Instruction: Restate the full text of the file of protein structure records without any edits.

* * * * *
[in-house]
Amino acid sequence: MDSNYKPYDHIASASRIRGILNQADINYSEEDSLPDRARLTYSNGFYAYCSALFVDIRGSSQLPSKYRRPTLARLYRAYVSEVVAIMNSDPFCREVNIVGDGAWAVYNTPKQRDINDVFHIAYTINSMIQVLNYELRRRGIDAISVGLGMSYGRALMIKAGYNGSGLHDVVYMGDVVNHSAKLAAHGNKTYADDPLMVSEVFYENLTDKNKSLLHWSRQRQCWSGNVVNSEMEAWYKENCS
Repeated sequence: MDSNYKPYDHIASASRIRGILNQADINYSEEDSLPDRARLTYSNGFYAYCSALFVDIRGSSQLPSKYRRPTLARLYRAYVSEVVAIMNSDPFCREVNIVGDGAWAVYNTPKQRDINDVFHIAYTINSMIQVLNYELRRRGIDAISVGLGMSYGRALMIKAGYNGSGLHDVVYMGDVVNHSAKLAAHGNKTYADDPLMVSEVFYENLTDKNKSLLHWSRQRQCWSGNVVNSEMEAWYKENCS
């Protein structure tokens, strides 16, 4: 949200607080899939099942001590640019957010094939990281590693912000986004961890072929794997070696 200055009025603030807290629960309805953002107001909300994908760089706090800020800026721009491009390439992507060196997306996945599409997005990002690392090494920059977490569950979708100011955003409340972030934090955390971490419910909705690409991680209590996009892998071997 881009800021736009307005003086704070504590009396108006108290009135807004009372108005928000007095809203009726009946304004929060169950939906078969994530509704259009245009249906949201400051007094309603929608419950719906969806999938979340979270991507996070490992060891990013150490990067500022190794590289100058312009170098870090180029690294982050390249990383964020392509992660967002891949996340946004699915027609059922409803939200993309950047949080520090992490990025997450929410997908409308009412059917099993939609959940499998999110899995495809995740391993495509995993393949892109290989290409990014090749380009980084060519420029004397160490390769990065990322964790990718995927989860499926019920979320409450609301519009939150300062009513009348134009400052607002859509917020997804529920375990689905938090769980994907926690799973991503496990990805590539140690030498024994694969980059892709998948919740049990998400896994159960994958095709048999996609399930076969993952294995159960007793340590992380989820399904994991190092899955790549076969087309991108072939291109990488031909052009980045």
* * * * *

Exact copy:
[in-house]
Amino acid sequence: MDSNYKPYDHIASASRIRGILNQADINYSEEDSLPDRARLTYSNGFYAYCSALFVDIRGSSQLPSKYRRPTLARLYRAYVSEVVAIMNSDPFCREVNIVGDGAWAVYNTPKQRDINDVFHIAYTINSMIQVLNYELRRRGIDAISVGLGMSYGRALMIKAGYNGSGLHDVVYMGDVVNHSAKLAAHGNKTYADDPLMVSEVFYENLTDKNKSLLHWSRQRQCWSGNVVNSEMEAWYKENCS
Repeated sequence: MDSNYKPYDHIASASRIRGILNQADINYSEEDSLPDRARLTYSNGFYAYCSALFVDIRGSSQLPSKYRRPTLARLYRAYVSEVVAIMNSDPFCREVNIVGDGAWAVYNTPKQRDINDVFHIAYTINSMIQVLNYELRRRGIDAISVGLGMSYGRALMIKAGYNGSGLHDVVYMGDVVNHSAKLAAHGNKTYADDPLMVSEVFYENLTDKNKSLLHWSRQRQCWSGNVVNSEMEAWYKENCS
């Protein structure tokens, strides 16, 4: 949200607080899939099942001590640019957010094939990281590693912000986004961890072929794997070696 200055009025603030807290629960309805953002107001909300994908760089706090800020800026721009491009390439992507060196997306996945599409997005990002690392090494920059977490569950979708100011955003409340972030934090955390971490419910909705690409991680209590996009892998071997 881009800021736009307005003086704070504590009396108006108290009135807004009372108005928000007095809203009726009946304004929060169950939906078969994530509704259009245009249906949201400051007094309603929608419950719906969806999938979340979270991507996070490992060891990013150490990067500022190794590289100058312009170098870090180029690294982050390249990383964020392509992660967002891949996340946004699915027609059922409803939200993309950047949080520090992490990025997450929410997908409308009412059917099993939609959940499998999110899995495809995740391993495509995993393949892109290989290409990014090749380009980084060519420029004397160490390769990065990322964790990718995927989860499926019920979320409450609301519009939150300062009513009348134009400052607002859509917020997804529920375990689905938090769980994907926690799973991503496990990805590539140690030498024994694969980059892709998948919740049990998400896994159960994958095709048999996609399930076969993952294995159960007793340590992380989820399904994991190092899955790549076969087309991108072939291109990488031909052009980045």